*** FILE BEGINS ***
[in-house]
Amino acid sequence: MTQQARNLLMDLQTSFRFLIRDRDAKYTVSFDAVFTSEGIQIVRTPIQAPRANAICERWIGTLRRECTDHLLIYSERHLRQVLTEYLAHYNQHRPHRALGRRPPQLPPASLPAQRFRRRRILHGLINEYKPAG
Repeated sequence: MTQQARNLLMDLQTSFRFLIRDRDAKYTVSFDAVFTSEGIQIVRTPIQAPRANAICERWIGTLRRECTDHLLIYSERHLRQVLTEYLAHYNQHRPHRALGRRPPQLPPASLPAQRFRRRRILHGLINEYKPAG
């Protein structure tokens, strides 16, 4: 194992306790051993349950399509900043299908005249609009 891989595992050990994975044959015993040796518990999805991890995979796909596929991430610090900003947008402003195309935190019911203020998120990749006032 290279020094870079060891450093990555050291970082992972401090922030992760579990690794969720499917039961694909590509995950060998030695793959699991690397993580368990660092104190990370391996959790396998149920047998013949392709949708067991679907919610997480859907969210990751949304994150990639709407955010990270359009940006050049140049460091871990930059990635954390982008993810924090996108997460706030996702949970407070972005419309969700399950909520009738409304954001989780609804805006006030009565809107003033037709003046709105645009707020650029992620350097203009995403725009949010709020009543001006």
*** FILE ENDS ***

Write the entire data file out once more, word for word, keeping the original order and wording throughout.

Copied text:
[in-house]
Amino acid sequence: MTQQARNLLMDLQTSFRFLIRDRDAKYTVSFDAVFTSEGIQIVRTPIQAPRANAICERWIGTLRRECTDHLLIYSERHLRQVLTEYLAHYNQHRPHRALGRRPPQLPPASLPAQRFRRRRILHGLINEYKPAG
Repeated sequence: MTQQARNLLMDLQTSFRFLIRDRDAKYTVSFDAVFTSEGIQIVRTPIQAPRANAICERWIGTLRRECTDHLLIYSERHLRQVLTEYLAHYNQHRPHRALGRRPPQLPPASLPAQRFRRRRILHGLINEYKPAG
């Protein structure tokens, strides 16, 4: 194992306790051993349950399509900043299908005249609009 891989595992050990994975044959015993040796518990999805991890995979796909596929991430610090900003947008402003195309935190019911203020998120990749006032 290279020094870079060891450093990555050291970082992972401090922030992760579990690794969720499917039961694909590509995950060998030695793959699991690397993580368990660092104190990370391996959790396998149920047998013949392709949708067991679907919610997480859907969210990751949304994150990639709407955010990270359009940006050049140049460091871990930059990635954390982008993810924090996108997460706030996702949970407070972005419309969700399950909520009738409304954001989780609804805006006030009565809107003033037709003046709105645009707020650029992620350097203009995403725009949010709020009543001006």